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Title: Materialising the unseen : the multisensory cinema of the invisible body
Author: Law, Jonathan
ISNI:       0000 0004 5363 9115
Awarding Body: University of Kent
Current Institution: University of Kent
Date of Award: 2014
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The long century of western cinema has produced numerous depictions of invisible bodies – those bodies that function as any other, save for the distinctive feature of their invisibility. The invisible body challenges conventions of cinematic production, presentation and reception, suggesting an ‘extra-visual’ cinema. But, as well as this, the invisible body also challenges conceptions of the limits and categorisation of the human sensorium. In tracing a sensory history of invisible bodies, this thesis is concerned with how such depictions connect with and contribute to constructions of the senses in the twentieth and early twenty-first centuries. This thesis thus makes an original contribution to knowledge by asking: What kind of history of the senses can be found in the onscreen invisible body? In doing so, this thesis engages a film theory of the senses that asks what the depiction of the invisible body – itself a delicate cultural construction that has no direct equivalent in nature – brings to a cultural understanding of the modern sensorium. Chapter One introduces the sensualities of the invisible body in Die Nibelungen: Siegfried (1924). Chapter Two connects the imagery of The Invisible Man cycle (1933–1951) with a tendency towards sensory reconfiguration. Chapter Three addresses a Cold War phase of invisible extraterrestrials in terms of technologised sensory extension. Chapter Four identifies the late twentieth-century onscreen invisible body as representative of a reconstituted social sensorium. Finally, Chapter Five analyses sequences from The Lord of the Rings trilogy (2001–2003), interpreting invisible embodiment in relation to the disorientations of both pain and intersensoriality. Through my approach, I connect the multisensory with the multidisciplinary, identifying the unsettling character of the onscreen invisible body as a consequence of its taxonomical unsettling of sensory and media boundaries.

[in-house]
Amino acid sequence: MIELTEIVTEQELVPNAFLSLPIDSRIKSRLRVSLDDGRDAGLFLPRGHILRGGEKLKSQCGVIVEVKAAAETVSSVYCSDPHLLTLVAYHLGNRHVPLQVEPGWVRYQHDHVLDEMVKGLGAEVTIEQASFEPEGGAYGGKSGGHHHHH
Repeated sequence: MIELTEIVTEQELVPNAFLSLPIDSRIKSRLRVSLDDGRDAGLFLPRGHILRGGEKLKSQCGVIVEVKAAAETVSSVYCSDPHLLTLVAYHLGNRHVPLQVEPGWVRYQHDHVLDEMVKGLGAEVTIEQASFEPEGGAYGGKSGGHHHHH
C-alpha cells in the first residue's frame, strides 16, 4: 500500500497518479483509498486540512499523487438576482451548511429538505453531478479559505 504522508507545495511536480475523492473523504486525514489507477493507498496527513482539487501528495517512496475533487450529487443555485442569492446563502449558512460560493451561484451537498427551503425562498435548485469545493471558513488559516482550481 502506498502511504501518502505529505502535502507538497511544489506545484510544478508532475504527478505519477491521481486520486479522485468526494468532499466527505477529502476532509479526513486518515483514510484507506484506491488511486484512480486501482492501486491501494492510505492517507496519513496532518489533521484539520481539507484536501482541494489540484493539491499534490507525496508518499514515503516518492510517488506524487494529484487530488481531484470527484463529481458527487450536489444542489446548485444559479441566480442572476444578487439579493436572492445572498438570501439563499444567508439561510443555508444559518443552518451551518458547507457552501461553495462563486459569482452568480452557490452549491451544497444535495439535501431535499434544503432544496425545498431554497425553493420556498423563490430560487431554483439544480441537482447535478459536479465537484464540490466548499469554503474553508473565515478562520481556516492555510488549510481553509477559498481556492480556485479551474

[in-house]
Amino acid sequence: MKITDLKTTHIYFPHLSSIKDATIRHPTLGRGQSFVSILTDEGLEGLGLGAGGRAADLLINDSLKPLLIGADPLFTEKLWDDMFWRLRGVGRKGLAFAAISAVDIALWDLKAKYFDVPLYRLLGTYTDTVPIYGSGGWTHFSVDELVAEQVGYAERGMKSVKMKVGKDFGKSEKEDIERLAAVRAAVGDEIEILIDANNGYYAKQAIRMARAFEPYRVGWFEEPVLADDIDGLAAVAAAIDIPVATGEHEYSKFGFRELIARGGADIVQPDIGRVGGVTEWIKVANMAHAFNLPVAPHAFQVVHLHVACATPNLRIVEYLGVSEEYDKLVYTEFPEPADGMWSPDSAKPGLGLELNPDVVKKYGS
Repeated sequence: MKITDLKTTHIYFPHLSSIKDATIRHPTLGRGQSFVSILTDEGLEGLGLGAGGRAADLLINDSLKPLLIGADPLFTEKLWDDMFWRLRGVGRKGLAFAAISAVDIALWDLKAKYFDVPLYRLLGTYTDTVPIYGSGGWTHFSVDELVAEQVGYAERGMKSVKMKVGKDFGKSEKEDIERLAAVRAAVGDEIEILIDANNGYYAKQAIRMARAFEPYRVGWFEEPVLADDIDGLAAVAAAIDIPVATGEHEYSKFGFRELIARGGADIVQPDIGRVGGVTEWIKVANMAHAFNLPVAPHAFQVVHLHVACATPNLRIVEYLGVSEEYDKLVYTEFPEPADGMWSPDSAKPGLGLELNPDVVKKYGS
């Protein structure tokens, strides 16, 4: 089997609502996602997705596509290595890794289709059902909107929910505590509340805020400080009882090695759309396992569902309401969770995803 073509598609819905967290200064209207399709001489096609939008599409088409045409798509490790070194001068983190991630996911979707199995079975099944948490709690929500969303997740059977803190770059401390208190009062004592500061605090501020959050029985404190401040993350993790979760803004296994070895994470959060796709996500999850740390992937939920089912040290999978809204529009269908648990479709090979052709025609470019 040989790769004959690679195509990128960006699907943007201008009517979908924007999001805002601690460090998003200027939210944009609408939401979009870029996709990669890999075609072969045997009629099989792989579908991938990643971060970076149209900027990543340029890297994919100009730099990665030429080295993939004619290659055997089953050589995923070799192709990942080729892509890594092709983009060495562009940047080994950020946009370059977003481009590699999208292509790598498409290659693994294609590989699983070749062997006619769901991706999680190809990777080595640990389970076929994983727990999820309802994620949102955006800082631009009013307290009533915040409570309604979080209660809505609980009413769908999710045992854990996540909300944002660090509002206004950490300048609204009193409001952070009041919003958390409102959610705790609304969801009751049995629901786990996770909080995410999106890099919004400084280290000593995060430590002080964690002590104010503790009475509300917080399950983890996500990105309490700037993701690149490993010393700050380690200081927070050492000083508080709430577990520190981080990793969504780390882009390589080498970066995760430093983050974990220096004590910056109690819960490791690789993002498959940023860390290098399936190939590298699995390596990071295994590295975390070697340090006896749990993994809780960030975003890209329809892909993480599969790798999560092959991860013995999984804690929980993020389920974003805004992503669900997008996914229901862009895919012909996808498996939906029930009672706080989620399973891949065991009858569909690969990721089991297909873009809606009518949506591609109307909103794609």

Supervisor: Friday, Jonathan; Guerin, Frances Sponsor: Not available
Qualification Name: Thesis (Ph.D.) Qualification Level: Doctoral
EThOS ID:  DOI: Not available
Keywords: N Visual arts (General) For photography ; see TR ; PB2994 Film Studies